The L86 Light Support Weapon (LSW) is a magazine-fed squad automatic weapon originally intended to provide fire support at a fireteam level. The weapon has a heavier, longer 646 millimetres (25.4 in) barrel than the rifle and features a shorter handguard with an integrated bipod protruding from the front.[65] The stock has a shoulder strap to take the weapon's weight in the prone position and a rear vertical grip for better control of the weapon when firing bursts. The weapon is otherwise identical to the L85 version on which it is based, and the same magazines and sighting systems are used.[27] In addition to British Armed Forces use, the LSW was adopted by MOD-sponsored cadet organisations.[66]

The increased barrel length, bipod and the optical performance of the SUSAT give the weapon excellent accuracy, increased muzzle velocity and greater effective range. From its inception, the L86 was a target of criticism on much the same basis as the L85.[citation needed] The LSW has the additional issue of its inability to deliver sustained automatic fire as it lacks a belt feed. This is common with any light support weapon derived from a rifle, for example the heavy-barrel FN FAL.[35]

While the LSW was supposed to replace the L7A2 GPMG at the section level, the weapon's shortcomings meant that many units reverted to the GPMG, or held onto it if it had not already been replaced. The role of a LSW was ultimately filled by the FN Minimi, known in service as the L110A1-A3 light machine gun, a belt fed weapon with a quick-change barrel in the same way as the GPMG.[67] Owing to its high level of accuracy in semi-automatic mode,[68] the primary use of the L86 shifted to that of a sharpshooter rifle following the introduction of the L110A1.[69] It was replaced in this role by the L129A1 Sharpshooter Rifle.[70] The L86 was withdrawn from service in 2019.[48]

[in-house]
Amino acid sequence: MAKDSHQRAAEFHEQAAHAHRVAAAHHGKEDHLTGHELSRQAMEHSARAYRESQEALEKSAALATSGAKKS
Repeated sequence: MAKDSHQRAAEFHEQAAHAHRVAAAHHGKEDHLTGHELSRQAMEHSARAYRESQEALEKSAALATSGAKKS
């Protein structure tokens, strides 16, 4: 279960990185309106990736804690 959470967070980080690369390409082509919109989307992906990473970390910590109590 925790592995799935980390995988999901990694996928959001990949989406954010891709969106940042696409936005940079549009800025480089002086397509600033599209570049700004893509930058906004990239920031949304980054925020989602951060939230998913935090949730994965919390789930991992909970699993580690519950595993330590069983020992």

Royal Marines boarding team member with an L22 Carbine

The length savings offered by the SA80's bullpup design meant that initially there were no plans for a carbine variant. By 1984, an extremely short prototype model was developed. The barrel terminated immediately in front of the pistol grip, which in combination with the lack of any sort of foregrip or handguard presented a risk of self-inflicted gunshot injuries if the firer's left hand was to slip forward. Two further prototypes appeared in 1989 and 1994. The former was slightly longer than the previous model at an overall length 556 mm (21.9 in) with a 289 mm (11.4 in) barrel and used the rear grip from the LSW as a foregrip, while the latter used a 17.4-inch barrel (442 mm) with an overall 709 mm (27.9 in) length and was fitted with the handguard from the LSW.[71]

The fourth attempt (2003–2004) is the only one to officially be adopted, being known as the L22 Carbine in British service. It resembles the 1989 model, including the foregrip which is now a purpose-made component which can be adjusted by the end user, but is constructed to A2 standards and has a 318 mm (12.5 in) barrel and an overall length of 565 mm. Around 1,500 were manufactured from surplus L86 LSWs. More were built with the increased demand, bringing the total to around 2,000.[72] The shortened barrel means that the carbine is less accurate than the rifle variant, especially at longer ranges. The official manual gives an effective range of 200 m while stating that the weapon's effectiveness beyond this is entirely dependent on the firer's skill.[50]